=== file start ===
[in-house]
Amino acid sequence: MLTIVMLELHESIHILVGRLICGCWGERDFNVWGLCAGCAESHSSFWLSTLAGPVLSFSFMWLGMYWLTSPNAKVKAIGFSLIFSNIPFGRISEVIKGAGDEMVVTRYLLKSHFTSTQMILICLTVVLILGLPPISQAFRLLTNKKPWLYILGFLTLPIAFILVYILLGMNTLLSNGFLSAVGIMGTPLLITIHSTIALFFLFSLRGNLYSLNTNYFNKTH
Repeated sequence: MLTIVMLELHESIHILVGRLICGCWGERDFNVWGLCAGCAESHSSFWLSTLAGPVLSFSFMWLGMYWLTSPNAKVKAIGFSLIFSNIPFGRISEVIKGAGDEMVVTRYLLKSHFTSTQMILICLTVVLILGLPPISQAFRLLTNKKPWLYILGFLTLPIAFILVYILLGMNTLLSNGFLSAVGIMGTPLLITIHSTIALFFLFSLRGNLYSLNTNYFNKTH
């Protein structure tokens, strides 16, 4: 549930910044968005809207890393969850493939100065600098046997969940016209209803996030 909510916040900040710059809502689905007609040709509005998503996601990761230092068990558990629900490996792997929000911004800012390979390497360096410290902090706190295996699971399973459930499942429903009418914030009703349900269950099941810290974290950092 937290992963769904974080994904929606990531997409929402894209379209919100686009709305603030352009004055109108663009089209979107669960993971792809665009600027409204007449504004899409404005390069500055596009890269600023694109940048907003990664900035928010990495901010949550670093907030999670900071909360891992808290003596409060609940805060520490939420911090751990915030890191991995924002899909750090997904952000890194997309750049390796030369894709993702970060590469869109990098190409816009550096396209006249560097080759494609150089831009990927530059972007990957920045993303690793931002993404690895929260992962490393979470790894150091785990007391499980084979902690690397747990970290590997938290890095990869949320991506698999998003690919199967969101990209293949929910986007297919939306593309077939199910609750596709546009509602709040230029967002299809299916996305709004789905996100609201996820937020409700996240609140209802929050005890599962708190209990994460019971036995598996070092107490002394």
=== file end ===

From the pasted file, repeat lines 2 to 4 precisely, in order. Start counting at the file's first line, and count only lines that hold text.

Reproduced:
Amino acid sequence: MLTIVMLELHESIHILVGRLICGCWGERDFNVWGLCAGCAESHSSFWLSTLAGPVLSFSFMWLGMYWLTSPNAKVKAIGFSLIFSNIPFGRISEVIKGAGDEMVVTRYLLKSHFTSTQMILICLTVVLILGLPPISQAFRLLTNKKPWLYILGFLTLPIAFILVYILLGMNTLLSNGFLSAVGIMGTPLLITIHSTIALFFLFSLRGNLYSLNTNYFNKTH
Repeated sequence: MLTIVMLELHESIHILVGRLICGCWGERDFNVWGLCAGCAESHSSFWLSTLAGPVLSFSFMWLGMYWLTSPNAKVKAIGFSLIFSNIPFGRISEVIKGAGDEMVVTRYLLKSHFTSTQMILICLTVVLILGLPPISQAFRLLTNKKPWLYILGFLTLPIAFILVYILLGMNTLLSNGFLSAVGIMGTPLLITIHSTIALFFLFSLRGNLYSLNTNYFNKTH
């Protein structure tokens, strides 16, 4: 549930910044968005809207890393969850493939100065600098046997969940016209209803996030 909510916040900040710059809502689905007609040709509005998503996601990761230092068990558990629900490996792997929000911004800012390979390497360096410290902090706190295996699971399973459930499942429903009418914030009703349900269950099941810290974290950092 937290992963769904974080994904929606990531997409929402894209379209919100686009709305603030352009004055109108663009089209979107669960993971792809665009600027409204007449504004899409404005390069500055596009890269600023694109940048907003990664900035928010990495901010949550670093907030999670900071909360891992808290003596409060609940805060520490939420911090751990915030890191991995924002899909750090997904952000890194997309750049390796030369894709993702970060590469869109990098190409816009550096396209006249560097080759494609150089831009990927530059972007990957920045993303690793931002993404690895929260992962490393979470790894150091785990007391499980084979902690690397747990970290590997938290890095990869949320991506698999998003690919199967969101990209293949929910986007297919939306593309077939199910609750596709546009509602709040230029967002299809299916996305709004789905996100609201996820937020409700996240609140209802929050005890599962708190209990994460019971036995598996070092107490002394």